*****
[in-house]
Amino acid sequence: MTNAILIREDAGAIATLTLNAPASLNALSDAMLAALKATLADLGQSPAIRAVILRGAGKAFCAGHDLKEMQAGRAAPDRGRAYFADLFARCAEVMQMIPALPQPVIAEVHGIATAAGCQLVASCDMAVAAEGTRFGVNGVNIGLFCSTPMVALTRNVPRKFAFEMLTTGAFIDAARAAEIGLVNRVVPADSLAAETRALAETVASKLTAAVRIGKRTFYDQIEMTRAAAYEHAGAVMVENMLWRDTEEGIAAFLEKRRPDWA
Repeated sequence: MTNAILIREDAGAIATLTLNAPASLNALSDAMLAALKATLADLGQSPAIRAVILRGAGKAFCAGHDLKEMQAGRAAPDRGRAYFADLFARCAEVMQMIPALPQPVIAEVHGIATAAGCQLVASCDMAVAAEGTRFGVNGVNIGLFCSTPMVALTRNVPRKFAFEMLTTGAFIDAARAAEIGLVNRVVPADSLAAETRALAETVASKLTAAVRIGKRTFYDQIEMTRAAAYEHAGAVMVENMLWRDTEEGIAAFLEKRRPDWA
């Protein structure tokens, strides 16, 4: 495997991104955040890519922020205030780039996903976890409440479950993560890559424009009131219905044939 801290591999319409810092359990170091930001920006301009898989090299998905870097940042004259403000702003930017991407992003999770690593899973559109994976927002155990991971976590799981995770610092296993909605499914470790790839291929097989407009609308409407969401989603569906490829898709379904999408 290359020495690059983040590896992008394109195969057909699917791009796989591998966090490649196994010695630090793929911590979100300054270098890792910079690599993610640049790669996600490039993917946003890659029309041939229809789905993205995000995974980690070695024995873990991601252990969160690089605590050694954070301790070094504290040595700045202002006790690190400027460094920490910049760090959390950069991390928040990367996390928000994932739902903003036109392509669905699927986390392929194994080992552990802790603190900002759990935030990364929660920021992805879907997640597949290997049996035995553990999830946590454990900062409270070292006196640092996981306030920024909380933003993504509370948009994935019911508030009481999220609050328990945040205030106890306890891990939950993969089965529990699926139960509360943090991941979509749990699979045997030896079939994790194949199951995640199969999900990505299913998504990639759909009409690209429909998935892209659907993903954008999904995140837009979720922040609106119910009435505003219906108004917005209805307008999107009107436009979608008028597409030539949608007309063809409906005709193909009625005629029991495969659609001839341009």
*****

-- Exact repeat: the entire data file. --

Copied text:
[in-house]
Amino acid sequence: MTNAILIREDAGAIATLTLNAPASLNALSDAMLAALKATLADLGQSPAIRAVILRGAGKAFCAGHDLKEMQAGRAAPDRGRAYFADLFARCAEVMQMIPALPQPVIAEVHGIATAAGCQLVASCDMAVAAEGTRFGVNGVNIGLFCSTPMVALTRNVPRKFAFEMLTTGAFIDAARAAEIGLVNRVVPADSLAAETRALAETVASKLTAAVRIGKRTFYDQIEMTRAAAYEHAGAVMVENMLWRDTEEGIAAFLEKRRPDWA
Repeated sequence: MTNAILIREDAGAIATLTLNAPASLNALSDAMLAALKATLADLGQSPAIRAVILRGAGKAFCAGHDLKEMQAGRAAPDRGRAYFADLFARCAEVMQMIPALPQPVIAEVHGIATAAGCQLVASCDMAVAAEGTRFGVNGVNIGLFCSTPMVALTRNVPRKFAFEMLTTGAFIDAARAAEIGLVNRVVPADSLAAETRALAETVASKLTAAVRIGKRTFYDQIEMTRAAAYEHAGAVMVENMLWRDTEEGIAAFLEKRRPDWA
């Protein structure tokens, strides 16, 4: 495997991104955040890519922020205030780039996903976890409440479950993560890559424009009131219905044939 801290591999319409810092359990170091930001920006301009898989090299998905870097940042004259403000702003930017991407992003999770690593899973559109994976927002155990991971976590799981995770610092296993909605499914470790790839291929097989407009609308409407969401989603569906490829898709379904999408 290359020495690059983040590896992008394109195969057909699917791009796989591998966090490649196994010695630090793929911590979100300054270098890792910079690599993610640049790669996600490039993917946003890659029309041939229809789905993205995000995974980690070695024995873990991601252990969160690089605590050694954070301790070094504290040595700045202002006790690190400027460094920490910049760090959390950069991390928040990367996390928000994932739902903003036109392509669905699927986390392929194994080992552990802790603190900002759990935030990364929660920021992805879907997640597949290997049996035995553990999830946590454990900062409270070292006196640092996981306030920024909380933003993504509370948009994935019911508030009481999220609050328990945040205030106890306890891990939950993969089965529990699926139960509360943090991941979509749990699979045997030896079939994790194949199951995640199969999900990505299913998504990639759909009409690209429909998935892209659907993903954008999904995140837009979720922040609106119910009435505003219906108004917005209805307008999107009107436009979608008028597409030539949608007309063809409906005709193909009625005629029991495969659609001839341009």